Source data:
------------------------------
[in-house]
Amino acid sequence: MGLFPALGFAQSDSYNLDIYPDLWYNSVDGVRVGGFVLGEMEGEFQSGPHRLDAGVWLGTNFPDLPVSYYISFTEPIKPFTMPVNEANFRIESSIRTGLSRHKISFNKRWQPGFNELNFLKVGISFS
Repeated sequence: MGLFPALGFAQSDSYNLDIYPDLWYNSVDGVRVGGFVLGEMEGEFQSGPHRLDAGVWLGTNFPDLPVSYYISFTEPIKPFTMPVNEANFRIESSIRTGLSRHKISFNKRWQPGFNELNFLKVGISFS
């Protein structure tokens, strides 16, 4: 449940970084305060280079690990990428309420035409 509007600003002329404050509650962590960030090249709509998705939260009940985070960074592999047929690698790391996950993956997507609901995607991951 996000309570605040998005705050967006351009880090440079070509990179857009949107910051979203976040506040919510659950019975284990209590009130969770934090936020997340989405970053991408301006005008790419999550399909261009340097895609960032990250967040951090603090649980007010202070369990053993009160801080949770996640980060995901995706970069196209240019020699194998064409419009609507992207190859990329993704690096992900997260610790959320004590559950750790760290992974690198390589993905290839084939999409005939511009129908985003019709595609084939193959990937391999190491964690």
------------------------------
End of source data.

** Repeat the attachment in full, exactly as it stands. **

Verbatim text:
[in-house]
Amino acid sequence: MGLFPALGFAQSDSYNLDIYPDLWYNSVDGVRVGGFVLGEMEGEFQSGPHRLDAGVWLGTNFPDLPVSYYISFTEPIKPFTMPVNEANFRIESSIRTGLSRHKISFNKRWQPGFNELNFLKVGISFS
Repeated sequence: MGLFPALGFAQSDSYNLDIYPDLWYNSVDGVRVGGFVLGEMEGEFQSGPHRLDAGVWLGTNFPDLPVSYYISFTEPIKPFTMPVNEANFRIESSIRTGLSRHKISFNKRWQPGFNELNFLKVGISFS
């Protein structure tokens, strides 16, 4: 449940970084305060280079690990990428309420035409 509007600003002329404050509650962590960030090249709509998705939260009940985070960074592999047929690698790391996950993956997507609901995607991951 996000309570605040998005705050967006351009880090440079070509990179857009949107910051979203976040506040919510659950019975284990209590009130969770934090936020997340989405970053991408301006005008790419999550399909261009340097895609960032990250967040951090603090649980007010202070369990053993009160801080949770996640980060995901995706970069196209240019020699194998064409419009609507992207190859990329993704690096992900997260610790959320004590559950750790760290992974690198390589993905290839084939999409005939511009129908985003019709595609084939193959990937391999190491964690």